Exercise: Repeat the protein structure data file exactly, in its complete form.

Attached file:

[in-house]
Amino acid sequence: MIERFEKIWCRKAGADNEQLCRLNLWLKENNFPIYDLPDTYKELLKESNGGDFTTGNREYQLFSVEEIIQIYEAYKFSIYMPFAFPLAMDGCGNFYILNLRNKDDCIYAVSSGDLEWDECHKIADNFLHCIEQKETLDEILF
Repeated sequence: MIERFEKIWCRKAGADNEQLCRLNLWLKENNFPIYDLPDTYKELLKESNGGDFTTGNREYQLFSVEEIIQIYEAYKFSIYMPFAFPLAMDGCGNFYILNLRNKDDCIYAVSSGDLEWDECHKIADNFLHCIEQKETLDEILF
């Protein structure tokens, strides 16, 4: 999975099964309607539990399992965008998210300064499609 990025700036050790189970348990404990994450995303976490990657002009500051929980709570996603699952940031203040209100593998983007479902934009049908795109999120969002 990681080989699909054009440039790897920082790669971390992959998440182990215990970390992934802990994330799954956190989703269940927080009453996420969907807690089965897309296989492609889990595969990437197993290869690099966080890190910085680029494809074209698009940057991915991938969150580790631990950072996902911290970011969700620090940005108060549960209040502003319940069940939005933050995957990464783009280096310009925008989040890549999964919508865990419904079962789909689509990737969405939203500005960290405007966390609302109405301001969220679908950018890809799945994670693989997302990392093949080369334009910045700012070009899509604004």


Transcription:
[in-house]
Amino acid sequence: MIERFEKIWCRKAGADNEQLCRLNLWLKENNFPIYDLPDTYKELLKESNGGDFTTGNREYQLFSVEEIIQIYEAYKFSIYMPFAFPLAMDGCGNFYILNLRNKDDCIYAVSSGDLEWDECHKIADNFLHCIEQKETLDEILF
Repeated sequence: MIERFEKIWCRKAGADNEQLCRLNLWLKENNFPIYDLPDTYKELLKESNGGDFTTGNREYQLFSVEEIIQIYEAYKFSIYMPFAFPLAMDGCGNFYILNLRNKDDCIYAVSSGDLEWDECHKIADNFLHCIEQKETLDEILF
């Protein structure tokens, strides 16, 4: 999975099964309607539990399992965008998210300064499609 990025700036050790189970348990404990994450995303976490990657002009500051929980709570996603699952940031203040209100593998983007479902934009049908795109999120969002 990681080989699909054009440039790897920082790669971390992959998440182990215990970390992934802990994330799954956190989703269940927080009453996420969907807690089965897309296989492609889990595969990437197993290869690099966080890190910085680029494809074209698009940057991915991938969150580790631990950072996902911290970011969700620090940005108060549960209040502003319940069940939005933050995957990464783009280096310009925008989040890549999964919508865990419904079962789909689509990737969405939203500005960290405007966390609302109405301001969220679908950018890809799945994670693989997302990392093949080369334009910045700012070009899509604004």